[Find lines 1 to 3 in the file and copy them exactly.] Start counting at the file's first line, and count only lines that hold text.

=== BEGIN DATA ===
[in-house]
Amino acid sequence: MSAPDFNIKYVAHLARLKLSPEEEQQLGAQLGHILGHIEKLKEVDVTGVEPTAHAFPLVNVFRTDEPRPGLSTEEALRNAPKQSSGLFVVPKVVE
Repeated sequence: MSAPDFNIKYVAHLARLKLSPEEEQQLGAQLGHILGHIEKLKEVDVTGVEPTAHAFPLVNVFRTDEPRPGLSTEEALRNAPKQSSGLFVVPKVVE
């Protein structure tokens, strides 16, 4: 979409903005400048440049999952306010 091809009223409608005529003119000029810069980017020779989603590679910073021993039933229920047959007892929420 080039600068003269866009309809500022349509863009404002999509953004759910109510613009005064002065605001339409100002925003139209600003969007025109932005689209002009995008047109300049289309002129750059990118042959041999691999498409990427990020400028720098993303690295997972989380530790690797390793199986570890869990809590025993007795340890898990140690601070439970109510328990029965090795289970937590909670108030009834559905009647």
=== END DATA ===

[in-house]
Amino acid sequence: MSAPDFNIKYVAHLARLKLSPEEEQQLGAQLGHILGHIEKLKEVDVTGVEPTAHAFPLVNVFRTDEPRPGLSTEEALRNAPKQSSGLFVVPKVVE
Repeated sequence: MSAPDFNIKYVAHLARLKLSPEEEQQLGAQLGHILGHIEKLKEVDVTGVEPTAHAFPLVNVFRTDEPRPGLSTEEALRNAPKQSSGLFVVPKVVE